Tagami Conflict of Interest Charged in Army Base Evictions

Phil Tagami

Lynette Gibson McElhaney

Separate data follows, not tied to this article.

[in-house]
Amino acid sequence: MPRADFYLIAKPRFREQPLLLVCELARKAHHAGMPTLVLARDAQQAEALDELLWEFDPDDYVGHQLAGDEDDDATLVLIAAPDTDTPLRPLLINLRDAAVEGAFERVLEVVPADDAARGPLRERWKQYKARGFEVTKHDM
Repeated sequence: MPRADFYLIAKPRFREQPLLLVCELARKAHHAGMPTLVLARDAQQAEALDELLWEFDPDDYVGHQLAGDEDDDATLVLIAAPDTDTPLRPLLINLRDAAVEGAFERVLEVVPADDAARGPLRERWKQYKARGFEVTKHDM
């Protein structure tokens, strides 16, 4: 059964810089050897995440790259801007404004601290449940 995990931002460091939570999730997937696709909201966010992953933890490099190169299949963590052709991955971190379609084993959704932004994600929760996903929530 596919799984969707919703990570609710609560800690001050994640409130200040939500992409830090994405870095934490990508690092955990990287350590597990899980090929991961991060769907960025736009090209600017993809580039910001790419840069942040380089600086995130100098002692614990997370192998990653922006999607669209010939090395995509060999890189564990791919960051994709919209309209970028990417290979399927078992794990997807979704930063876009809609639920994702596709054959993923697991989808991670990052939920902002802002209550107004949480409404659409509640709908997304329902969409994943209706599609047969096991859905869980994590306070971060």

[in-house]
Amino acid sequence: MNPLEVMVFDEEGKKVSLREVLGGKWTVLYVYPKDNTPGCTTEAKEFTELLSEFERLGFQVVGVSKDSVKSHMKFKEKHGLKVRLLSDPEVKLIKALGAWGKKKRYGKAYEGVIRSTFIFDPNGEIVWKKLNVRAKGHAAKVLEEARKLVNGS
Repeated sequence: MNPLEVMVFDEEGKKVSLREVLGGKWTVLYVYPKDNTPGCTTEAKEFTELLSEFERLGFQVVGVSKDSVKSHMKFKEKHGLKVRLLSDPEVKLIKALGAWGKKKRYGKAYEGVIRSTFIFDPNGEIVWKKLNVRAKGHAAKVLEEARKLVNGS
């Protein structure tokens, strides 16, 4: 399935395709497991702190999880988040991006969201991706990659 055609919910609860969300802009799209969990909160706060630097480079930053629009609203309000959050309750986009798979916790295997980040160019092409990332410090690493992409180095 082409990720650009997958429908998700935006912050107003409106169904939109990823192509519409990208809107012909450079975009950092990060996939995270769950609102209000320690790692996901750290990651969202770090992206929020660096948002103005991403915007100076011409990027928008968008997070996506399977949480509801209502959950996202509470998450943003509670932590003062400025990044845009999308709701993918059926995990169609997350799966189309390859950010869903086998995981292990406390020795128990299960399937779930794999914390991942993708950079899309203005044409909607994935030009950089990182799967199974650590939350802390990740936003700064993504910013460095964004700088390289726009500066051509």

By J. Douglas Allen-Taylor The president of one of the companies that must soon move to make way for Oakland’s development of the old Army Base property has charged that with the city’s assistance, Oakland developer Phil Tagami is operating under a “great conflict of interest” in the Army Base Gateway development. Construction on the 165-acre Army Base property is expected to begin sometime this fall. Oakland Maritime Support Services (OMSS) head Bill Aboudi told members of the Oakland City Council’s CEDA Committee last week that Tagami’s California Capital Investment Group (CCIG) could benefit financially from OMSS’ eviction from the Army Base property, an eviction over which the city has given Tagami full control. “I don’t think it’s fair for the city to relinquish all control” over Army Base property evictions, Aboudi said. At issue is a 15-acre slice of the 165-acre Army Base Gateway Development area that was once the subject of an Exclusive Negotiating Agreement (ENA) between OMSS and the city to develop a port-support truck facility on the property. The OMSS-Oakland ENA to develop a port-support truck facility on the 15 acres dates back to 2007, long before Oakland reached agreement with CCIG to develop the remainder of the Army Base property. If OMSS and the City cannot reach agreement on a new ENA for any reason, Tagami’s company will take over development of the 15-acre site under Oakland’s agreement with CCIG. The OMSS 15-acre ENA was renewed at least twice by the City Council but has now expired, and Aboudi told CEDA Committee members last week that since that time, negotiations for a renewed ENA with the city have “been backset. We haven’t moved forward.” A Feb. 5 eviction notice from CCIG to OMSS says that the City of Oakland has “appoint[ed] CCIG as its sole point of contact” for any negotiations with OMSS “regarding a possible extension” of the eviction date. Oakland faces a series of looming deadlines to move existing tenants—including OMSS—off of the city’s portion of the Army Base property or else forfeit millions of dollars in federal money for the base redevelopment. Aboudi says that his company, which currently provides trucking-related services to the Port of Oakland, is not fighting the eviction from the old Army Base site, but only wants to ensure that it has somewhere near the port to move before agreeing to any eviction date. OMSS is currently in negotiations with the Port of Oakland to relocate to the port portion of the old Army Base, but as with all of the other Army Base tenants attempting that move, those negotiations have been slow. Tagami’s office was contacted for comment on the Aboudi charges, but Tagami was not available for interview. But District Three Oakland City Councilmember Lynette Gibson McElhaney, who represents the old Oakland Army base area and sits on the Council CEDA Committee that is overseeing the base development, said in a telephone interview that she thinks Aboudi should drop any protest over the eviction notice and move forward with securing his business with the City and on the Army Base property. “Delaying the eviction notice is just not going to happen,” McElhaney said, noting that the City and CCIG are under a tight federal funding timeline to get the property cleared of all current tenants in order to start construction. “My suggestion to Bill is to move forward with all deliberate speed on finalizing the negotiations on his deal to relocate to the Port portion of the Army Base property and not get bothered by procedural things or spend time bickering or whining over the eviction notice. He shouldn’t be seen as being an obstructionist.” McElhaney called Tagami’s dual developer and agent role on the Army Base project “convoluted,” but pointed out that “while I think there’s so much frustration over who Phil Tagami is and there are a lot of people who want to keep litigating that, that can’t be the primary concern now that we’re in this deal. We’ve got to move forward to secure the federal money and secure the jobs that this project will bring.” McElhaney added that she was “hopeful that we’re going to be able to find a solution for OMSS, that they’ll be able to be located on the Port portion of the property and that they’ll be relocated to a permanent location under a separate (development agreement).”
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